• combine_attrs ({"drop", "identical", "no_conflicts", "drop_conflicts", "override"} or callable(), default: "drop") – A callable or a string indicating how to combine attrs of the objects being merged:

    • “drop”: empty attrs on returned Dataset.

    • “identical”: all attrs must be the same on every object.

    • “no_conflicts”: attrs from all objects are combined, any that have the same name must also have the same value.

    • “drop_conflicts”: attrs from all objects are combined, any that have the same name but different values are dropped.

    • “override”: skip comparing and copy attrs from the first dataset to the result.

    If a callable, it must expect a sequence of attrs dicts and a context object as its only parameters.

Returns

combined (xarray.Dataset)

Examples

Combining two datasets using their common dimension coordinates. Notice they are concatenated based on the values in their dimension coordinates, not on their position in the list passed to combine_by_coords.

>>> x1 = xr.Dataset(
...     {
...         "temperature": (("y", "x"), 20 * np.random.rand(6).reshape(2, 3)),
...         "precipitation": (("y", "x"), np.random.rand(6).reshape(2, 3)),
...     },
...     coords={"y": [0, 1], "x": [10, 20, 30]},
... )
>>> x2 = xr.Dataset(
...     {
...         "temperature": (("y", "x"), 20 * np.random.rand(6).reshape(2, 3)),
...         "precipitation": (("y", "x"), np.random.rand(6).reshape(2, 3)),
...     },
...     coords={"y": [2, 3], "x": [10, 20, 30]},
... )
>>> x3 = xr.Dataset(
...     {
...         "temperature": (("y", "x"), 20 * np.random.rand(6).reshape(2, 3)),
...         "precipitation": (("y", "x"), np.random.rand(6).reshape(2, 3)),
...     },
...     coords={"y": [2, 3], "x": [40, 50, 60]},
... )
>>> x1
<xarray.Dataset>
Dimensions:        (y: 2, x: 3)
Coordinates:
  * y              (y) int64 0 1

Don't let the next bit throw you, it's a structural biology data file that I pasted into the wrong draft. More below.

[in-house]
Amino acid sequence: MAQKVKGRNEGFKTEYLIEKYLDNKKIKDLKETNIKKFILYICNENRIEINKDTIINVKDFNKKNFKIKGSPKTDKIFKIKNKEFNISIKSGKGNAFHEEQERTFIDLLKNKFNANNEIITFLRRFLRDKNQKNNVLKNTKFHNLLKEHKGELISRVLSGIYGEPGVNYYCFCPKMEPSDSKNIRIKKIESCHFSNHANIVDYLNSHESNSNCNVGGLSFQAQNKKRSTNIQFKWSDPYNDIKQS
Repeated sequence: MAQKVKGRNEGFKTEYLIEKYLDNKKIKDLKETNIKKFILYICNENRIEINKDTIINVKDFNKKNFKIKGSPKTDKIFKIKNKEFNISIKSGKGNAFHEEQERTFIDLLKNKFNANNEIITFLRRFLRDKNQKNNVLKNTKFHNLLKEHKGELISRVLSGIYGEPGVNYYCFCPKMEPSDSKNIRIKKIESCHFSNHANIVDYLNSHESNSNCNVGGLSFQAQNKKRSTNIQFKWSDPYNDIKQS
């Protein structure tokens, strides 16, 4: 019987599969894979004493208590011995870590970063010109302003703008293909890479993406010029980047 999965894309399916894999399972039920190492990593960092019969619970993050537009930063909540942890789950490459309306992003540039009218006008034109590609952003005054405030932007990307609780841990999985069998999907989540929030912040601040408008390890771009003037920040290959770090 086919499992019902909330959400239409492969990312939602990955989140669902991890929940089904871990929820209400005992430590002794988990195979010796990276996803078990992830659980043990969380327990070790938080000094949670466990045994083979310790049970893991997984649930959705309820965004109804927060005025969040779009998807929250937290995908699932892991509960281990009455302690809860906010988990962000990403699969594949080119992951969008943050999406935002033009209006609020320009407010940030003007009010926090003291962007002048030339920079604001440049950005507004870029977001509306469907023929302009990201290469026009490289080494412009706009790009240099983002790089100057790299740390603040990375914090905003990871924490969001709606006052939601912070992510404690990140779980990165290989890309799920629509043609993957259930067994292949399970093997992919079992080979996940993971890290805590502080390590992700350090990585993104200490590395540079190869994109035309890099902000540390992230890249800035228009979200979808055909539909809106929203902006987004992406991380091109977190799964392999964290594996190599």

* x              (x) int64 10 20 30
Data variables:
    temperature    (y, x) float64 10.98 14.3 12.06 10.9 8.473 12.92
    precipitation  (y, x) float64 0.4376 0.8918 0.9637 0.3834 0.7917 0.5289
>>> x2
<xarray.Dataset>
Dimensions:        (y: 2, x: 3)
Coordinates:
  * y              (y) int64 2 3
  * x              (x) int64 10 20 30
Data variables:
    temperature    (y, x) float64 11.36 18.51 1.421 1.743 0.4044 16.65
    precipitation  (y, x) float64 0.7782 0.87 0.9786 0.7992 0.4615 0.7805
>>> x3
<xarray.Dataset>
Dimensions:        (y: 2, x: 3)
Coordinates:
  * y              (y) int64 2 3
  * x              (x) int64 40 50 60
Data variables:
    temperature    (y, x) float64 2.365 12.8 2.867 18.89 10.44 8.293
    precipitation  (y, x) float64 0.2646 0.7742 0.4562 0.5684 0.01879 0.6176
>>> xr.combine_by_coords([x2, x1])
<xarray.Dataset>
Dimensions:        (y: 4, x: 3)
Coordinates:
  * y              (y) int64 0 1 2 3
  * x              (x) int64 10 20 30
Data variables:
    temperature    (y, x) float64 10.98 14.3 12.06 10.9 ... 1.743 0.4044 16.65
    precipitation  (y, x) float64 0.4376 0.8918 0.9637 ... 0.7992 0.4615 0.7805
>>> xr.combine_by_coords([x3, x1])
<xarray.Dataset>
Dimensions:        (y: 4, x: 6)
Coordinates:
  * y              (y) int64 0 1 2 3
  * x              (x) int64 10 20 30 40 50 60
Data variables:
    temperature    (y, x) float64 10.98 14.3 12.06 nan ... nan 18.89 10.44 8.293
    precipitation  (y, x) float64 0.4376 0.8918 0.9637 ... 0.5684 0.01879 0.6176
>>> xr.combine_by_coords([x3, x1], join="override")
<xarray.Dataset>
Dimensions:        (y: 2, x: 6)
Coordinates:
  * y              (y) int64 0 1
  * x              (x) int64 10 20 30 40 50 60
Data variables:
    temperature    (y, x) float64 10.98 14.3 12.06 2.365 ... 18.89 10.44 8.293
    precipitation  (y, x) float64 0.4376 0.8918 0.9637 ... 0.5684 0.01879 0.6176
>>> xr.combine_by_coords([x1, x2, x3])
<xarray.Dataset>
Dimensions:        (y: 4, x: 6)
Coordinates:
  * y              (y) int64 0 1 2 3
  * x              (x) int64 10 20 30 40 50 60
Data variables:
    temperature    (y, x) float64 10.98 14.3 12.06 nan ... 18.89 10.44 8.293
    precipitation  (y, x) float64 0.4376 0.8918 0.9637 ... 0.5684 0.01879 0.6176